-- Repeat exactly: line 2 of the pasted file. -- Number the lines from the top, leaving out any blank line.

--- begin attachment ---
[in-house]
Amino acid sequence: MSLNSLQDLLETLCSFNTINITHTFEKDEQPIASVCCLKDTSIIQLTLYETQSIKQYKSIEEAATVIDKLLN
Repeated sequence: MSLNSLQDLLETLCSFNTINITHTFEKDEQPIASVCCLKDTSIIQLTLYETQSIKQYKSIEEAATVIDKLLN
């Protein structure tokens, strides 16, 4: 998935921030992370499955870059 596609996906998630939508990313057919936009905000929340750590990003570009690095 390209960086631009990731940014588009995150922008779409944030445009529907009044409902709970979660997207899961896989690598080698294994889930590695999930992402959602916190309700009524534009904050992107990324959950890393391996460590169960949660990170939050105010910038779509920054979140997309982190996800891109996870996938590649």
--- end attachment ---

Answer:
Amino acid sequence: MSLNSLQDLLETLCSFNTINITHTFEKDEQPIASVCCLKDTSIIQLTLYETQSIKQYKSIEEAATVIDKLLN